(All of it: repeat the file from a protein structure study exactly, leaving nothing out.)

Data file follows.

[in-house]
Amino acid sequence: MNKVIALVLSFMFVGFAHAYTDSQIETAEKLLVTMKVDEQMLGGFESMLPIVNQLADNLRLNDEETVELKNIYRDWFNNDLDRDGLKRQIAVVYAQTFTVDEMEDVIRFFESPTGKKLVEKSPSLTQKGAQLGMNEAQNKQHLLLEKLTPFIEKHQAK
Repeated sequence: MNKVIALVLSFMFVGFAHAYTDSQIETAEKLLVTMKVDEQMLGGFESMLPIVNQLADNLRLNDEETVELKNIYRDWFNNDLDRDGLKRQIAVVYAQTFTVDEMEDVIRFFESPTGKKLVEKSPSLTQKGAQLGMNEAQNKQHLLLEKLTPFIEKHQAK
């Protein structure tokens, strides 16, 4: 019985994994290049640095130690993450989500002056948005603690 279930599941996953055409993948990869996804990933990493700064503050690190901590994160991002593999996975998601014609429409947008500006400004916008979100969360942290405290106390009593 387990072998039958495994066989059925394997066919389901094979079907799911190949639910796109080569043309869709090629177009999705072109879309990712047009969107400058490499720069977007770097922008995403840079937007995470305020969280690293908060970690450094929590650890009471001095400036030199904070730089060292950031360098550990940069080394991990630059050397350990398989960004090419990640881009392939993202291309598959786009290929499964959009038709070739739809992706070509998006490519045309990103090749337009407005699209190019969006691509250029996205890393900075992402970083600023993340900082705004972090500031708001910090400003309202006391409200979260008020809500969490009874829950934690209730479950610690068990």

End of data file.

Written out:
[in-house]
Amino acid sequence: MNKVIALVLSFMFVGFAHAYTDSQIETAEKLLVTMKVDEQMLGGFESMLPIVNQLADNLRLNDEETVELKNIYRDWFNNDLDRDGLKRQIAVVYAQTFTVDEMEDVIRFFESPTGKKLVEKSPSLTQKGAQLGMNEAQNKQHLLLEKLTPFIEKHQAK
Repeated sequence: MNKVIALVLSFMFVGFAHAYTDSQIETAEKLLVTMKVDEQMLGGFESMLPIVNQLADNLRLNDEETVELKNIYRDWFNNDLDRDGLKRQIAVVYAQTFTVDEMEDVIRFFESPTGKKLVEKSPSLTQKGAQLGMNEAQNKQHLLLEKLTPFIEKHQAK
């Protein structure tokens, strides 16, 4: 019985994994290049640095130690993450989500002056948005603690 279930599941996953055409993948990869996804990933990493700064503050690190901590994160991002593999996975998601014609429409947008500006400004916008979100969360942290405290106390009593 387990072998039958495994066989059925394997066919389901094979079907799911190949639910796109080569043309869709090629177009999705072109879309990712047009969107400058490499720069977007770097922008995403840079937007995470305020969280690293908060970690450094929590650890009471001095400036030199904070730089060292950031360098550990940069080394991990630059050397350990398989960004090419990640881009392939993202291309598959786009290929499964959009038709070739739809992706070509998006490519045309990103090749337009407005699209190019969006691509250029996205890393900075992402970083600023993340900082705004972090500031708001910090400003309202006391409200979260008020809500969490009874829950934690209730479950610690068990």